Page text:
With her momentum buoyed by the success of other women candidates in earlier primaries — the late date of the Washington primary helped — she won a smashing first place finish in the open primary, finishing ahead of not only the other Democrats but also ahead of all the Republican candidates. She did, in fact, carry every region of the state, including eastern rural areas where liberals from Seattle are usually buried on election day.
The first place finish was a crucial part of the Campaign Design Group’s strategic plan. As anticipated, Murray’s victory drew an explosion of free media attention, earning her a huge bounce in the polls and a needed lift in fund raising. Her momentum surged.
With seven weeks until the general election, however, there was no down time. GOP nominee Rod Chandler was not a pushover: he was an experienced television performer and no right-wing extremist. His moderate voting record on social issues, like women’s rights, placed him firmly in the Evergreen State’s mainstream. His greatest vulnerability was that he was a “go-along, get-along” kind of guy without a strong record of accomplishments.
Murray’s big lead gave her the option of running out the clock and sticking to her original game plan. With Chandler running 20 points behind, he had little choice but to go negative against Murray, attacking her inexperience. Ironically, Chandler’s ads attacking Murray as lacking Washington political experience reminded voters why they like Murray and why they were mad at career politicians. Murray’s gender, middle-class background, and outsider status also provided her with a bit of a “Teflon” cover and helped her in the TV air war. Even when she responded with negative ads of her own, polls showed that huge majorities of voters believed that it was Chandler who was running the dirty campaign.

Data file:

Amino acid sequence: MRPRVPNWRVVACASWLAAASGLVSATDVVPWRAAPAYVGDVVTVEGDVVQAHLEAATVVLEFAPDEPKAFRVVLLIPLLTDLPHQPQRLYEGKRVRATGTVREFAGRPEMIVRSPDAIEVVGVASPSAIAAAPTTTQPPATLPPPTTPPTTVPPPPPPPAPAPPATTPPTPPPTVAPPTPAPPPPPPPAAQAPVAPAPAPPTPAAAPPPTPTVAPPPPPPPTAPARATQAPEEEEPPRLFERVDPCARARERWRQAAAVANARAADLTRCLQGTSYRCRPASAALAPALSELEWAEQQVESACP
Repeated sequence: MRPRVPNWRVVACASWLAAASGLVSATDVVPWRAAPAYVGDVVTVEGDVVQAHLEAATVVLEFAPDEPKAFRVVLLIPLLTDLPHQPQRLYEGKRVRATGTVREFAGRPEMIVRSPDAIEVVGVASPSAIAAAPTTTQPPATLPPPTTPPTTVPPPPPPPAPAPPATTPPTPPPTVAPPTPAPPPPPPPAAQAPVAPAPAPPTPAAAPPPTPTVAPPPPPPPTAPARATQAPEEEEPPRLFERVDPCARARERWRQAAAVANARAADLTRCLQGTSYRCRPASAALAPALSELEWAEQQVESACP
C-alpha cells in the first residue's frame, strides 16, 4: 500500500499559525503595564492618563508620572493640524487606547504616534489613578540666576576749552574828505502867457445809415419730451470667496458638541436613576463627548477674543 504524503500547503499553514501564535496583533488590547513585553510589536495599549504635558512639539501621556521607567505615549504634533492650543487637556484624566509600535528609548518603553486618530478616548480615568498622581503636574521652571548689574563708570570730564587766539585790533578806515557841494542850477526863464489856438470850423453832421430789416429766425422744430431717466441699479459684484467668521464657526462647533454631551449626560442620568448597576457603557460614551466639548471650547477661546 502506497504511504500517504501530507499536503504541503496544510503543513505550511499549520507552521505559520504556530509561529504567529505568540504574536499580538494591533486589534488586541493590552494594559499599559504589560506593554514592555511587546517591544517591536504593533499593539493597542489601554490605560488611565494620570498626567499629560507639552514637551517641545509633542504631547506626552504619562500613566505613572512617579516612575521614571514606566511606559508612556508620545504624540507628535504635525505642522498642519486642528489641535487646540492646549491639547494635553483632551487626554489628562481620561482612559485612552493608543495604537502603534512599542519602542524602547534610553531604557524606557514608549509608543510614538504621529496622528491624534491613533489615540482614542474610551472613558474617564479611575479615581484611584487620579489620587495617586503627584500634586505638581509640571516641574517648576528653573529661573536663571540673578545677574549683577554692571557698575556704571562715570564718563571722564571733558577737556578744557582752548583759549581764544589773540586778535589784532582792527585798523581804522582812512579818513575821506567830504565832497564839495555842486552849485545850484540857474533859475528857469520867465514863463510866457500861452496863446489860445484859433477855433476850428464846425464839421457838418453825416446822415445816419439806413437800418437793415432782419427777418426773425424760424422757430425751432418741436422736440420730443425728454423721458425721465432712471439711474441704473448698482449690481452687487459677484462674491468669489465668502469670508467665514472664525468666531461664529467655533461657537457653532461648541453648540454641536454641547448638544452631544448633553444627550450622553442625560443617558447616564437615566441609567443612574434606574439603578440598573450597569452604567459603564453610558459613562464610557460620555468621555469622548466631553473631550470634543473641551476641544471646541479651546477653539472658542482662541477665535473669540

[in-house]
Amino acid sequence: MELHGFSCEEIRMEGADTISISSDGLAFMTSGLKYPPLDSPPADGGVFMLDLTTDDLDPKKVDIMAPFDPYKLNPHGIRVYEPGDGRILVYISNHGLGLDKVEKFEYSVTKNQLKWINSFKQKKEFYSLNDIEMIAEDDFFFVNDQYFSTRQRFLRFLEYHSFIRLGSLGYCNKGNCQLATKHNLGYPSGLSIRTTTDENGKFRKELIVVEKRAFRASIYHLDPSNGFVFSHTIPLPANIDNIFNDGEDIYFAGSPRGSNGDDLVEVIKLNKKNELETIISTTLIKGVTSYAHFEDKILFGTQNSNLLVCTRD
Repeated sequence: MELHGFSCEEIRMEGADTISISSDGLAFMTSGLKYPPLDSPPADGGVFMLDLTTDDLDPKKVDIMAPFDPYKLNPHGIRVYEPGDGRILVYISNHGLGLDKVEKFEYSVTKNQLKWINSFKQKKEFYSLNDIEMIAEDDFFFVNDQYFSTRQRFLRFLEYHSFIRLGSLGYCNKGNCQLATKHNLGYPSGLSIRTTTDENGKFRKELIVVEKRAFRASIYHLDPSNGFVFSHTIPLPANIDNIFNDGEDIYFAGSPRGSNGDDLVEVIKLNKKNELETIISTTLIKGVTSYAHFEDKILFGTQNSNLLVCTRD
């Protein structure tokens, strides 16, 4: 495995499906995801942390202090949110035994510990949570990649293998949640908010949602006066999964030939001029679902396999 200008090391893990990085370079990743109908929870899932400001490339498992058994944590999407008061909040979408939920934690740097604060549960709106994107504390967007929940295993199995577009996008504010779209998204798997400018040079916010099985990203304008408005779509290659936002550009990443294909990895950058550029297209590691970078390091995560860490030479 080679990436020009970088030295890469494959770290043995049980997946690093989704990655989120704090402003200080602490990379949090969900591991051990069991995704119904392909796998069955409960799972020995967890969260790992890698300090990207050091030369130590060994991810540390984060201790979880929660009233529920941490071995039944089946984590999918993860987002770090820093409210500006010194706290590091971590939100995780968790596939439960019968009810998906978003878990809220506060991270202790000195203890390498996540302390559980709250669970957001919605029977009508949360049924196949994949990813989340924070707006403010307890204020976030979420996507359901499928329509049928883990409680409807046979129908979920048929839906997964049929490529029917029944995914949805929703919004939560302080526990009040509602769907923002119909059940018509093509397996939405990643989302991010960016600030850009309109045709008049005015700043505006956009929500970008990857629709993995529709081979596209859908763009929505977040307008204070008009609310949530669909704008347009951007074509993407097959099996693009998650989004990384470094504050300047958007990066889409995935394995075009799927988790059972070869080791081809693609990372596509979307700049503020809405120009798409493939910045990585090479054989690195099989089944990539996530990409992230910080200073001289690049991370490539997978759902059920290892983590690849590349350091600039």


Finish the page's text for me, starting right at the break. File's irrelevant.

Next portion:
What does all this mean for other campaigns? First, when voters are eager for change, outsiders without the usual credentials can win if they make a virtue of their status. Second, in times when political outsiders are “in,” women candidates will have an advantage because they are generally seen as more honest and less tied to the special interests. Third, it can be difficult to run a tough negative campaign against a women: the chances of it backfiring are high. Finally, if you are running as an outsider against the political establishment, resist the advice that so many will give you to take on the trappings of traditional politics. Stick to your guns and run a campaign that plays on your candidate’s real personality and strengths.
As for Senator Patty Murray, she will have to be more than just a “mom in tennis shoes” to be re-elected in 1998. She must keep to her ideals, avoid being corrupted by the Washington, D.C. establishment of special interests, and deliver for the average working families of Washington state.
John Fairbank is a partner with Fairbank, Maslin, Maullin & Associates, a California-based polling and research firm.
COPYRIGHT 1993 Campaigns & Elections, Inc.
COPYRIGHT 2004 Gale Group